|Deep Work by Cal Newport.
This book is talking about deep work, meaning the ability to intently focus on a task, without distractions, while pushing one’s cognitive capabilities to their limits. This type of work tends to create new value and often leads to skill improvement.
Cal points out that this ability to go deep is becoming increasingly rare - thus increasingly valuable - in today’s economy, and as a result those who master that skill will thrive.
Deep Work vs Shallow Work
Shallow work is the exact opposite of deep work: non-cognitively demanding, easy to replicate tasks, that can be performed even while distracted. Checking our emails, filling forms, reading the news, attending a meeting without providing / receiving any value - these can be all be classified as shallow work.
Cal explains that this is the default state of most knowledge workers - and that’s why going deep is so important. It is very common nowadays, with the plethora of network tools available, that people replace deep work with the shallow alternative, constantly switching from a shallow task to another. After all, it’s easier to send and receive e-mails ( Cal describes humans as acting like network routers ) while checking the news or social media, instead of doing the actual work involved.
He also describes the concept of attention residue, which is basically the fact that our attention remains stuck thinking about the previous task even when we moved onto the next task. This is why multitasking is not working in practice - by constantly switching between tasks we might think that we are doing more, but in fact we end up having poorer performance because of that attention residue.
How to practice Deep Work
Apparently, it’s not that easy to focus deeply on a single task. We need to be intentional in sitting down regularly in order to focus on something important, and employ strategies to assist us in doing exactly that.
Establish a Routine
Establishing routines, meaning rituals that automatically enable the deep work mode is really helpful. It has been proved that our willpower is limited, so struggling to go deep while being distracted ( watching TV for instance ) will eventually make us feel tired and will impede our ability to maintain that concentration. On the other hand, when we have a ritual in place, it means that we don’t have to decide about going deep - we just do it, cause that’s what happens next when the routine elements are in place. The less decisions we have to make, the better for our finite willpower!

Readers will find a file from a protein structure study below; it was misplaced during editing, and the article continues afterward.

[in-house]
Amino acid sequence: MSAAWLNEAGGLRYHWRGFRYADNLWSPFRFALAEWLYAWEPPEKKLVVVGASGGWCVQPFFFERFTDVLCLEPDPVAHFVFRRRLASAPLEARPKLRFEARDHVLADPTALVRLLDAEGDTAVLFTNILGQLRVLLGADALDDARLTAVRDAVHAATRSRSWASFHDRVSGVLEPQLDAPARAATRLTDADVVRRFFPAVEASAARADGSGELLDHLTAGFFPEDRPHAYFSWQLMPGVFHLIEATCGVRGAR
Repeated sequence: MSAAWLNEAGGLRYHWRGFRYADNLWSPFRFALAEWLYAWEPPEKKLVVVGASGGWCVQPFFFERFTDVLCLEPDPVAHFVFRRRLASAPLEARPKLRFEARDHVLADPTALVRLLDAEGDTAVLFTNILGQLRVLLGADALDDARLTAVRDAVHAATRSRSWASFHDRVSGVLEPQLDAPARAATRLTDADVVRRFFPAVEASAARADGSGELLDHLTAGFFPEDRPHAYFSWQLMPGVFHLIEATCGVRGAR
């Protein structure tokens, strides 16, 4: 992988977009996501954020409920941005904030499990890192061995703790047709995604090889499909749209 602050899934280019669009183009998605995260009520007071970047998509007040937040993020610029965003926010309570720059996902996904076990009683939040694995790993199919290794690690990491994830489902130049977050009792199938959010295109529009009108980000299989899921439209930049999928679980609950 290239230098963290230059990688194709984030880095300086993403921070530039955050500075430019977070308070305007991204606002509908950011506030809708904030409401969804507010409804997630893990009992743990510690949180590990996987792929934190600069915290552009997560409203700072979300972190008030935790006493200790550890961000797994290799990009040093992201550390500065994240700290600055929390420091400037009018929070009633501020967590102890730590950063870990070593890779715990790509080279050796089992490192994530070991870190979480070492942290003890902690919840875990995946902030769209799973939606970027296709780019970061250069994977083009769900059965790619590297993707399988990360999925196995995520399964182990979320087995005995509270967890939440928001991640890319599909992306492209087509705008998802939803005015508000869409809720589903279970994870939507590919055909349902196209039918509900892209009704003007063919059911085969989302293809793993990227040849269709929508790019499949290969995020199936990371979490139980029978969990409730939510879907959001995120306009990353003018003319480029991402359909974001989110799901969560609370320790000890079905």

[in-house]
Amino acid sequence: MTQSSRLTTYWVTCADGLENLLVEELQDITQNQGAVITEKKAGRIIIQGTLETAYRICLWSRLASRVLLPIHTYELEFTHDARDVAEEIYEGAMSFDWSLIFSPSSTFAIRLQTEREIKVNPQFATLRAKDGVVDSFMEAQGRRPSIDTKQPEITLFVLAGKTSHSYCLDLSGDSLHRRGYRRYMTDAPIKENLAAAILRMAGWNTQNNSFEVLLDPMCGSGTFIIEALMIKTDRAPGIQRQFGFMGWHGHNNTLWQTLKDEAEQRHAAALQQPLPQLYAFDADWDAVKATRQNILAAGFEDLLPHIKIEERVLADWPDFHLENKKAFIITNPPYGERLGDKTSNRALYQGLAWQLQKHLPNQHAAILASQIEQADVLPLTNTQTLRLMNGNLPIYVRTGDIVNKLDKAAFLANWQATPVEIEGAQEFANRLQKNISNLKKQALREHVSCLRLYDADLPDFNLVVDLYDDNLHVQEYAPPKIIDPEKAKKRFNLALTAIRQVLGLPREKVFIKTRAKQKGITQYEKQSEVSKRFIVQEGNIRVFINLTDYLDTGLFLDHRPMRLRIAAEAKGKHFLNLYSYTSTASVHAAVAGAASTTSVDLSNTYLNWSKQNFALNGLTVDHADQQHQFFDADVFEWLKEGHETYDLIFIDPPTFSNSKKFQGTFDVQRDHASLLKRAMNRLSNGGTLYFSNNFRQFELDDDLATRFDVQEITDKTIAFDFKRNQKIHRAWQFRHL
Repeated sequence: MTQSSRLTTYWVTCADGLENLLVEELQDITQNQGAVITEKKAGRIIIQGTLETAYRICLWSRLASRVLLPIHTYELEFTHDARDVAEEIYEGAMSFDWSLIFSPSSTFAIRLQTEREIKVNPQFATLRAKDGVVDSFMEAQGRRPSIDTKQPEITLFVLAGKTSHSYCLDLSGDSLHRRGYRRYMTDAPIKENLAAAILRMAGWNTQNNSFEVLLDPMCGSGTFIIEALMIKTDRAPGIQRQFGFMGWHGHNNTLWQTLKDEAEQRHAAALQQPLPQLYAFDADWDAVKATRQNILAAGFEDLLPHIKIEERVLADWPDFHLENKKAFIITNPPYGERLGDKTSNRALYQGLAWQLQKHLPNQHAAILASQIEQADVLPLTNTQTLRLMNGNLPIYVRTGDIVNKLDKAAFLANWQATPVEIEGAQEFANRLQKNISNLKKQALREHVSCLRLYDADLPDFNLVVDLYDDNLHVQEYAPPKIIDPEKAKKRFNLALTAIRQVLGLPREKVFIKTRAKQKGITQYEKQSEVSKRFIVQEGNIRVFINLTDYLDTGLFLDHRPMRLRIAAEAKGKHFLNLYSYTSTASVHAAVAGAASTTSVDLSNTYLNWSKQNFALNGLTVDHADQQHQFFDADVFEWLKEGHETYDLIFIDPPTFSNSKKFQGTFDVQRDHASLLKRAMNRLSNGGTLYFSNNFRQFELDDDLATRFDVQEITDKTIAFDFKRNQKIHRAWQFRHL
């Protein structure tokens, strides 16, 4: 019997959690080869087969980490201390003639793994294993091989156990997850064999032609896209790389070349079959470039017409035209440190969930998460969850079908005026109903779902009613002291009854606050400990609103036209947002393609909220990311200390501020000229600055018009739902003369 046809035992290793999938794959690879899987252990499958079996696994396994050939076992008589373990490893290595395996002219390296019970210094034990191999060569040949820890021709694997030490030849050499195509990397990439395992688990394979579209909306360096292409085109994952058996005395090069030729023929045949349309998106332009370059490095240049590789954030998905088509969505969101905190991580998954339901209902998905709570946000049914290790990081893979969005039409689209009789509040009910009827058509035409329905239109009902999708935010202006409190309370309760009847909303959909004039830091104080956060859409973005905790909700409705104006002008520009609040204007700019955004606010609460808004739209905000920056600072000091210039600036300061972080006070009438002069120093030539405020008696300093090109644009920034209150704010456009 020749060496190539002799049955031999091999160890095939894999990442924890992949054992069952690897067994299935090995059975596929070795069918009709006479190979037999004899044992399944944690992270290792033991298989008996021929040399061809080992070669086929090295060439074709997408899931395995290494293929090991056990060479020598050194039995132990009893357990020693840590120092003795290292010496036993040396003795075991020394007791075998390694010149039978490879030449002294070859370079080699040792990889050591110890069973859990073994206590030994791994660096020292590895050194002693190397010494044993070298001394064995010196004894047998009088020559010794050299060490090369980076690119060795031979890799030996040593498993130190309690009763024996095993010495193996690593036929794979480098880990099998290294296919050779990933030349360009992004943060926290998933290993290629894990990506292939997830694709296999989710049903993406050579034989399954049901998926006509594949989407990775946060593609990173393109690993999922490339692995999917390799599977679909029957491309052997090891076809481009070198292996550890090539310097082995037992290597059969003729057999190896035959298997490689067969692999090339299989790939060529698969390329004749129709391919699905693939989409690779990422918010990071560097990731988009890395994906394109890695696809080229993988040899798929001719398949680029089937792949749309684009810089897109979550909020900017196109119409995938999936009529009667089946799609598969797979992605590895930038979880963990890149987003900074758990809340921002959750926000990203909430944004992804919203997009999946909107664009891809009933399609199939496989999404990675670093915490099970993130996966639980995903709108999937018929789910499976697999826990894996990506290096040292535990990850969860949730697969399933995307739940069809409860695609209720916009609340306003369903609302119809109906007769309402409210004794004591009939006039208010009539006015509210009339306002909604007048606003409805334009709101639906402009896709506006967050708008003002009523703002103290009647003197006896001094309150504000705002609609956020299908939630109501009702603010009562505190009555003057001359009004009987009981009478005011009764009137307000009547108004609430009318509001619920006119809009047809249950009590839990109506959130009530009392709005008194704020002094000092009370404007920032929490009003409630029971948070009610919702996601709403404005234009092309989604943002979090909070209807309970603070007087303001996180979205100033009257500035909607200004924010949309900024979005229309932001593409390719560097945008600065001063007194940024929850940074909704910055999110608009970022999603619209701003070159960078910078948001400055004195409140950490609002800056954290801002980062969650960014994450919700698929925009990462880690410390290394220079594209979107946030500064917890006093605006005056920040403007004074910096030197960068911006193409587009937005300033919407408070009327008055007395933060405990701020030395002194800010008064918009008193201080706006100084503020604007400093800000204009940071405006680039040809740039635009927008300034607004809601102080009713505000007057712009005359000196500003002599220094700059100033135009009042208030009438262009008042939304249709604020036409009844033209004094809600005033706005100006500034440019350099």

Adopt the 4DX Framework
- Focus on the widly important. Ah and by the way that’s usually what we avoid doing cause it makes us feel uncomfortable.
- Act on lead - not lag metrics. The shorter the feedback loop, the better.
- Keep a scoreboard. For example, we can use a postit note to write down how many hours we ‘re going deep each day.
- Be accountable. When we know that someone else is expecting something from us - and the best way to produce that something is by doing deep work - that gives us an extra push. These commitments can exist naturally ( i.e. weekly report to our line manager ) or if they don’t, we can ourselves ask other people to oversee our progress towards a goal. There are even places like stickk where we can even put money on stake.
It is very common that when we have a few minutes - for example while waiting for a friend or in a queue - we immediately grab our phone to check the news, our emails, our facebook profile etc, and this impairs our ability to focus. Cal proposes that we should improve our tolerance for boredom, as these moments present a great opportunity to think or productively meditate on a specific problem.
Quit Social Media
Social media platforms are known for their addictiveness - they ‘re designed to be like that. Cal suggests that we should only use those tools if they help us accomplish our goals. For example, some proffessionals depend on Facebook or Twitter for doing their work, but for the vast majority that’s not the case.
He is then talking about digital distractions in general, such as clickbait sites, notifications etc, and he argues that if we manage to eliminate those we won’t have to work evenings or weekends to finish our tasks. We need to put more thought into our free time and stop giving in to whatever catches our attention at the moment.
Drain the Shallows
Shallow tasks are inevitable, but we can plan for them and make sure that they don’t become the norm, thus reducing our ability to go deep. Another benefit of planning them in advance is that we can apply batching. For example, dedicating 20 minutes to go through the inbox is more effective than constantly interrupting the task at hand to check for new messages.
Plan every minute of your time
Cal suggests that we should time-block our day, and include not only blocks of deep and shallow work, but also things such as lunch and recreational activities. He ‘s talking about planning every minute of our day - not just work!
The deep work mindset requires willpower, hard work and changes to our habbits. We ‘re so used to being distracted that we feel comfortable in this artificial busyness that we live into. Unlearning that is not easy but Cal assures as that if we manage to do that then we will improve not only our performance at work, but our life in general.